[xvi]  Soren Kierkegaard,  The Point of View For My  Work as an Author: A report to History, translated by Walter Lowrie (New York: Harper, 1962),  61. Hereafter cited as View. If for Kierkegaard “the prime condition of religiousness is to be a single individual”127, then Zizek’s Leninism removes all traces of individuality.

[xvii] View, 92

[xviii] View, 77

[xix] View, 110

[xx] View, 112

[xxi] View, 112

[xxii] View, 115

[xxiii]  View, 129

[xxiv]  In Zizek’s words from In Defense of Lost Causes, “  What matters is not the miserable reality that followed the upheavals, the bloody confrontations, the new oppressive measures and so on but the enthusiasm events stimulated in the external observer, confirming his hope in the possibility of spiritualized political collective.” 108. This is clear evidence that Zizek has not understood Kierkegaard’s position. Why should we embrace with “enthusiasm” a project that continued with its vicious degradation of persons? A study needs to be undertaken to understand why so many intellectuals have been taken in by Zizek’s totalitarian formulations.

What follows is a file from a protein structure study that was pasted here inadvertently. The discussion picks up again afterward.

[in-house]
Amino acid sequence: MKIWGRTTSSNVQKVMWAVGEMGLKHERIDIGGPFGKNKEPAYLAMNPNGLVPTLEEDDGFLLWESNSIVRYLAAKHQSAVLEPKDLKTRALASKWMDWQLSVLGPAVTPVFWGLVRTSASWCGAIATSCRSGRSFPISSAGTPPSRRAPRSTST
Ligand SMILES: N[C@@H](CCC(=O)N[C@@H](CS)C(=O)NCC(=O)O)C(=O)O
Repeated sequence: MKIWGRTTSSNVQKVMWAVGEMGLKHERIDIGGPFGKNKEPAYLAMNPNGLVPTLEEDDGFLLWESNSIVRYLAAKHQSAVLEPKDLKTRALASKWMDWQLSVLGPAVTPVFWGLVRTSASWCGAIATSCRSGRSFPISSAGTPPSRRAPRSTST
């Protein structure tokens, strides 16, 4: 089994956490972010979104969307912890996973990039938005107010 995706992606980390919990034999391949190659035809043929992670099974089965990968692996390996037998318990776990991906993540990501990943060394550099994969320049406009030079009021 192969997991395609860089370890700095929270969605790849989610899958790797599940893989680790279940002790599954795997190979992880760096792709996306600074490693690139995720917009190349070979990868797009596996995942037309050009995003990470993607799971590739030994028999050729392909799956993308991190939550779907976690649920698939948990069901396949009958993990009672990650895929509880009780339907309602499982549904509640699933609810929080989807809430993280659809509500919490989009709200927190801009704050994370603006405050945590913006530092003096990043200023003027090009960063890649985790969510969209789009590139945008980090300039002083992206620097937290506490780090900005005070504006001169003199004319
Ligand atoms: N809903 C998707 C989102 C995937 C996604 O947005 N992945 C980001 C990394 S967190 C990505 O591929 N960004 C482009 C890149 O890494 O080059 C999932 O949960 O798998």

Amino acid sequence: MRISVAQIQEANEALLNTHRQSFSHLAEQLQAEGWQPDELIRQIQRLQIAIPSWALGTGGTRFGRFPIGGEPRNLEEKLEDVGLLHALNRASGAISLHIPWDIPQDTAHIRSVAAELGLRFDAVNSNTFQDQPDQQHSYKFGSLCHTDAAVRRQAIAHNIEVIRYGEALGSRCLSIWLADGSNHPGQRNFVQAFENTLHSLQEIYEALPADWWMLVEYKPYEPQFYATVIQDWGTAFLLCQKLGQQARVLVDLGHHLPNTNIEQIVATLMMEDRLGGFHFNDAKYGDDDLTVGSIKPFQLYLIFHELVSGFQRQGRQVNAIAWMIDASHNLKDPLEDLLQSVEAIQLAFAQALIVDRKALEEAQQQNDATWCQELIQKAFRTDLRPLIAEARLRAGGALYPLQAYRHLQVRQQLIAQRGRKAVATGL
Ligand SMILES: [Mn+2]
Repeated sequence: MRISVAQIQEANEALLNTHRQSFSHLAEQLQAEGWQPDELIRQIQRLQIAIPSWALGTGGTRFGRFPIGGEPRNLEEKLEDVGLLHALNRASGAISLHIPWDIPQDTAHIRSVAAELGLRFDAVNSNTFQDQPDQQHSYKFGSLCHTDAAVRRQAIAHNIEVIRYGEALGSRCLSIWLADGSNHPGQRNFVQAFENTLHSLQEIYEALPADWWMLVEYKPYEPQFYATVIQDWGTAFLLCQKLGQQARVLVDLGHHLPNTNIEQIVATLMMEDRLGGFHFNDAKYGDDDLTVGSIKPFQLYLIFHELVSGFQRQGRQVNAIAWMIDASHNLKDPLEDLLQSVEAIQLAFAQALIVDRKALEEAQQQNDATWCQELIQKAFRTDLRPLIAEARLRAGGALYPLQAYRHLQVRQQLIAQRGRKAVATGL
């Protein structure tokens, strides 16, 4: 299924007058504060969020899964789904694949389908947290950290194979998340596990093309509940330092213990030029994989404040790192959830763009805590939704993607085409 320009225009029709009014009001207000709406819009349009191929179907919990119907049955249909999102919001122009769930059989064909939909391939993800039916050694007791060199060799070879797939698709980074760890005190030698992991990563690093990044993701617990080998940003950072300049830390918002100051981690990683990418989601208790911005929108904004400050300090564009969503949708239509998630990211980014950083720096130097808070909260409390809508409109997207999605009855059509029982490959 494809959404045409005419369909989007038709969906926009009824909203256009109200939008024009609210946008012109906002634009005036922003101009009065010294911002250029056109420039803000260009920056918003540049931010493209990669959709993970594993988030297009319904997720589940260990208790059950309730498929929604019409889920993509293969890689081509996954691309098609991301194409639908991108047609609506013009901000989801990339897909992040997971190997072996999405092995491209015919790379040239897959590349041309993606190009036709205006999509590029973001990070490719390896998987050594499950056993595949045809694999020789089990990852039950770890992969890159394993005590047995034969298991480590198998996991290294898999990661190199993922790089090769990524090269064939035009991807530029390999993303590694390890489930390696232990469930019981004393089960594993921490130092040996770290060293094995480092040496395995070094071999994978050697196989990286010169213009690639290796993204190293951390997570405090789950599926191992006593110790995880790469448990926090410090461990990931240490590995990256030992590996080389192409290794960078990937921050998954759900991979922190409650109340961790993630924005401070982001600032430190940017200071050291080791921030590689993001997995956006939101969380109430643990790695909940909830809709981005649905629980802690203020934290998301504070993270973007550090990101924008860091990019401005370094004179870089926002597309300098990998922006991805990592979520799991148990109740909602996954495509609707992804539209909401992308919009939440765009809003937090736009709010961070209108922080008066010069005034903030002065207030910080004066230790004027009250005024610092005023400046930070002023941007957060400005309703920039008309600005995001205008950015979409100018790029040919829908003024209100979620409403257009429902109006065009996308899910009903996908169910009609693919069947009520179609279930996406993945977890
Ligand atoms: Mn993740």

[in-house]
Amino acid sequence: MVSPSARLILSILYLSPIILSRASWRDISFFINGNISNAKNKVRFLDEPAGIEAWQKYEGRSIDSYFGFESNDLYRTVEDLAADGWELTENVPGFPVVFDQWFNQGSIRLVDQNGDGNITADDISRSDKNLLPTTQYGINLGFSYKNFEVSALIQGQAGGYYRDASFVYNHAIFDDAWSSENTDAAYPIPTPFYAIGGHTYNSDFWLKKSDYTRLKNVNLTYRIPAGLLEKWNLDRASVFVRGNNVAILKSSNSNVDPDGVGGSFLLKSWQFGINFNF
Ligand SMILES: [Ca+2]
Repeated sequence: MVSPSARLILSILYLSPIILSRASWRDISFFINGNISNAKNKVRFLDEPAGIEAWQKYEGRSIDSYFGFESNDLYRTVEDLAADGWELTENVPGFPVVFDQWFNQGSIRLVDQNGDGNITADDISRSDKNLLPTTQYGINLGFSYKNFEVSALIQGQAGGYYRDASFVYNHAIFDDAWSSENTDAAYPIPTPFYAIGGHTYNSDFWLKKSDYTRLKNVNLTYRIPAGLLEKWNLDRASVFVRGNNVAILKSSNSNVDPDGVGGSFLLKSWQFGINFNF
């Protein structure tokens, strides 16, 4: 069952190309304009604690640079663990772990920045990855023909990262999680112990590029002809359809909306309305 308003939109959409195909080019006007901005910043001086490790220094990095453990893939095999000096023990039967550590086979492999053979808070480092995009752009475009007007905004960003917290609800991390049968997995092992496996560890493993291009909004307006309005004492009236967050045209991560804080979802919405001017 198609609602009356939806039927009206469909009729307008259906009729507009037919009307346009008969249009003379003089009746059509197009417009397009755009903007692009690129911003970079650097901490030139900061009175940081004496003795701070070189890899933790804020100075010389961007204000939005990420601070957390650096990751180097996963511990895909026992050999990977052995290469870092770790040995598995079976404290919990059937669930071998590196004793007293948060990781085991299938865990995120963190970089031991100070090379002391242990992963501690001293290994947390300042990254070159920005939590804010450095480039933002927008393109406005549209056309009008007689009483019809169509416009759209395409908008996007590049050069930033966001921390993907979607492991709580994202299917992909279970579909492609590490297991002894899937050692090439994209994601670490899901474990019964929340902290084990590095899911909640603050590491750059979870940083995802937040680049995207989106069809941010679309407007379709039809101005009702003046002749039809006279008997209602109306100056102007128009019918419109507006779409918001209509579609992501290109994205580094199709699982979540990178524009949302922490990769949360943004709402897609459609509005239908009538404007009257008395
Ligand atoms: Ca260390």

[xxv] View, 132

[xxvi] Slavoj Zizek and John Milbank, The Monstrosity of Christ, (Boston: MIT Press, 2009)

[xxvii] GWF Hegel, Philosophy of Right, Translated by TM Knox (Oxford: Oxford University Press, 1955), 160

[xxviii]  Achille Mbembe, “Necropolitics” Public Culture 15 (1), 2003, 11-40.

[xxix]  Right, 201

[xxx]  Emil Fackenheim, “ On the Actuality of the Rational and the Rationality of the Actual”, The Review of Metaphysics, Volume 23, No.4, 1970, 690-698.  Fackenheim here unmasks Hegel’s system for the sake of ethics.

[xxxi] See Contingency, Hegemony, Universality: Contemporary Dialouges on the Left (London: Verso, 2000), 73.

[xxxii]  Claudia Berger, “The Leaders Two Bodies” Diacritics, Spring 2000, 75. Berger wonders how Zizek has gained royal status and “renown in the Western theory market”. My answer to cite the market wisdom from Bosnia-Hercegovina is that Zizek is selling testicles as if they were kidneys.  See also the rejoinder by William David Hart, “ Can a Judgment be Read?: A response to Slavoj Zizek”, Nepantla 4:1 191-194. Hart writes, “ Zizek’s account evades the messy and nasty complexities of history….Zizek has things backwards indeed upsidedown…”